Robo Task that brings an import mechanism to your JS files
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README.md

Robo Import JS

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This Robo task brings an import method for Javascript files. Think of it as an equivalent of the PHP include function or as the @import statement in SASS files for Javascript files.

Requirements

  • PHP >= 7.1.0
  • Robo

Installation

You can install this Robo task using composer.

The recommended way to install composer packages is:

composer require elephfront/robo-import-js

Using the task

You can load the task in your RoboFile using the LoadImportJavascriptTasksTrait trait:

use Elephfront\RoboImportJs\Task\Loader\LoadImportJavascriptTasksTrait;

class RoboFile extends Tasks
{

    use LoadImportJavascriptTasksTrait;
    
    public function concatJavascript()
    {
        $this
            ->taskImportJavascript([
                'assets/js/main.js' => 'assets/min/js/main.min.js',
                'assets/js/home.js' => 'assets/min/js/home.min.js',
            ])
            ->run();
    }
}

The only argument the taskImportJavascript() takes is an array ($destinationsMap) which maps the source files to the destination files : it will load the assets/js/main.js, do its magic and put the final content in assets/min/js/main.min.js and do the same for all of the other files.

In the end, you will get one file per entry in your maps array.

Import in your JS files are made with the fake roboimport() method:

// in the home.js file
roboimport('libs/jquery');
roboimport('plugins/slider.min.js');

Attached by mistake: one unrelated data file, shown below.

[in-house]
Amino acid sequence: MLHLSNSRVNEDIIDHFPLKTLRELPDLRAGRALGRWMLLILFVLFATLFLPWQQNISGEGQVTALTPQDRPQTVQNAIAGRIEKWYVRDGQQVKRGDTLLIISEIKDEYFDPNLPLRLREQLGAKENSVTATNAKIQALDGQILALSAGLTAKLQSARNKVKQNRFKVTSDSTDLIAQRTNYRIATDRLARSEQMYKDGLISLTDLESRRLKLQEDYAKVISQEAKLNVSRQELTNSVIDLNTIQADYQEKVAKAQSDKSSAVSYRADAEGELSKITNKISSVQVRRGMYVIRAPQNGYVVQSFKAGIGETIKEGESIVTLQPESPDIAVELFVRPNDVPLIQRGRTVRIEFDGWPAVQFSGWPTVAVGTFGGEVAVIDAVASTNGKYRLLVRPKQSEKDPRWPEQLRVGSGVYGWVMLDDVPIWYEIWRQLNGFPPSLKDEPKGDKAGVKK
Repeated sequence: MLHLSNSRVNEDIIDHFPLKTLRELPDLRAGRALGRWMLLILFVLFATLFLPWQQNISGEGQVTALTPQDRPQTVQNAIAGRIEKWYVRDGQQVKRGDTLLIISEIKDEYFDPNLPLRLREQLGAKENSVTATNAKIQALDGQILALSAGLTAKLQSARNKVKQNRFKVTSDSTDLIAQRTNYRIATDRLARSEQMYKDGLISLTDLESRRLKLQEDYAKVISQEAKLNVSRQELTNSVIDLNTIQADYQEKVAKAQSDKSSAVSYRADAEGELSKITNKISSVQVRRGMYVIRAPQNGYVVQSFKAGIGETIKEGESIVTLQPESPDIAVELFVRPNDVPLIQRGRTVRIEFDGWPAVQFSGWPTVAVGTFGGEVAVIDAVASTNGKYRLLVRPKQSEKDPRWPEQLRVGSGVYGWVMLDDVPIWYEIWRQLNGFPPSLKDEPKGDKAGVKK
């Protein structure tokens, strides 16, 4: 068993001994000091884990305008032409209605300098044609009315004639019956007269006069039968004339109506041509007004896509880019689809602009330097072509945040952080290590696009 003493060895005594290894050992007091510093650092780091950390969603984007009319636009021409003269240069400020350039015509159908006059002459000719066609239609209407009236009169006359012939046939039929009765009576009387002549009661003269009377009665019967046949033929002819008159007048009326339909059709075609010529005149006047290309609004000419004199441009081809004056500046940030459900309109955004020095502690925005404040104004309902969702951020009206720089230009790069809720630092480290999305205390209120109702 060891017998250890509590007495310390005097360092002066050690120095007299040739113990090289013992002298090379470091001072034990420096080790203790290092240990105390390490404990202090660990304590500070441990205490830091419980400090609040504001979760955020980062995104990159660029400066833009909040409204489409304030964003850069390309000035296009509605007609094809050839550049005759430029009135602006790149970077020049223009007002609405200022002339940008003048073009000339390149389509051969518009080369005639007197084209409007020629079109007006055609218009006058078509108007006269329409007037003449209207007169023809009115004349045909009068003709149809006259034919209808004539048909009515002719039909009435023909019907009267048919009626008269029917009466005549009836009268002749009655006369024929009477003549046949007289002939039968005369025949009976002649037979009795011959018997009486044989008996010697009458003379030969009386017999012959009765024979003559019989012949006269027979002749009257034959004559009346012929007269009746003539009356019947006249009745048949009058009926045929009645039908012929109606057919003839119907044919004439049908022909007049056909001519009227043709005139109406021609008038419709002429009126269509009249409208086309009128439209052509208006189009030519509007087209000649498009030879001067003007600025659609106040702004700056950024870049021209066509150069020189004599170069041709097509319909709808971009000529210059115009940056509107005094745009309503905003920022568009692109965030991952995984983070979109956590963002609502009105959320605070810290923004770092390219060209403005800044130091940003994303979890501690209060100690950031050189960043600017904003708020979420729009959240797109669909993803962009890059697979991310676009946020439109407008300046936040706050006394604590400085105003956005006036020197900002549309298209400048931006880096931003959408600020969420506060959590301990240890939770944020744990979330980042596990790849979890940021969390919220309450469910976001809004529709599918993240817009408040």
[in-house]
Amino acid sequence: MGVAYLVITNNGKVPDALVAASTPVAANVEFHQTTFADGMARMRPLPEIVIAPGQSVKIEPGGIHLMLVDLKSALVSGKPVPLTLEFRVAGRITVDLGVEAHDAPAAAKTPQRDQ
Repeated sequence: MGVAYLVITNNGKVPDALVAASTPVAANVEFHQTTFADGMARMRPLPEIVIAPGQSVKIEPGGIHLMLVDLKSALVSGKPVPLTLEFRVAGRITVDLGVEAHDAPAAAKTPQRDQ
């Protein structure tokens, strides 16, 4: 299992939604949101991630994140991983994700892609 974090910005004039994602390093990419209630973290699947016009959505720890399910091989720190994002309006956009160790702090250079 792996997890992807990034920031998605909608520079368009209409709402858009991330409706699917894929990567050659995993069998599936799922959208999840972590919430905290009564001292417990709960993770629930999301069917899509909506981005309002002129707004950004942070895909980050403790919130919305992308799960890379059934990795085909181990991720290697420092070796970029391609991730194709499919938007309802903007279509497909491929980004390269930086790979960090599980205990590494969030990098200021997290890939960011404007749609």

var slider = $('.slider').initSlider();

When reading the content of the home.js file, the task will replace the roboimport() statements with the content of the linked file.

This is particularly useful if you want to have very "page specific" production JS files.

Note that the task can read nested roboimport() statements, meaning an imported file can itself import other files.

Chained State support

Robo includes a concept called the Chained State that allows tasks that need to work together to be executed in a sequence and pass the state of the execution of a task to the next one. For instance, if you are managing assets files, you will have a task that compile SCSS to CSS then another one that minify the results. The first task can pass the state of its work to the next one, without having to call both methods in a separate sequence.

The robo-import-js task is compatible with this feature.

All you need to do is make the previous task return the content the robo-import-js task should operate on using the data argument of a Robo\Result::success() or Robo\Result::error() call. The passed data should have the following format:

$data = [
    'path/to/source/file' => [
        'js' => '// Some javascript code',
        'destination' => 'path/to/destination/file
    ]
];

In turn, when the robo-import-js task is done, it will pass the results of its work to the next task following the same format.

Preventing the results from being written

By default, the robo-import-js task writes the result of its work into the destination file(s) passed in the $destinationsMap argument. If the robo-import-js task is not the last one in the sequence, you can disable the file writing using the disableWriteFile() method. The files will be processed but the results will not be persisted and only passed to the response :

$this
    ->taskImportJavascript([
        'assets/js/main.js' => 'assets/min/main.min.js',
        'assets/js/home.js' => 'assets/min/home.min.js',
    ])
        ->disableWriteFile()
    ->someOtherTask()
    ->run();

Contributing

If you find a bug or would like to ask for a feature, please use the GitHub issue tracker. If you would like to submit a fix or a feature, please fork the repository and submit a pull request.

Coding standards

This repository follows the PSR-2 standard.

License

Copyright (c) 2017, Yves Piquel and licensed under The MIT License. Please refer to the LICENSE.txt file.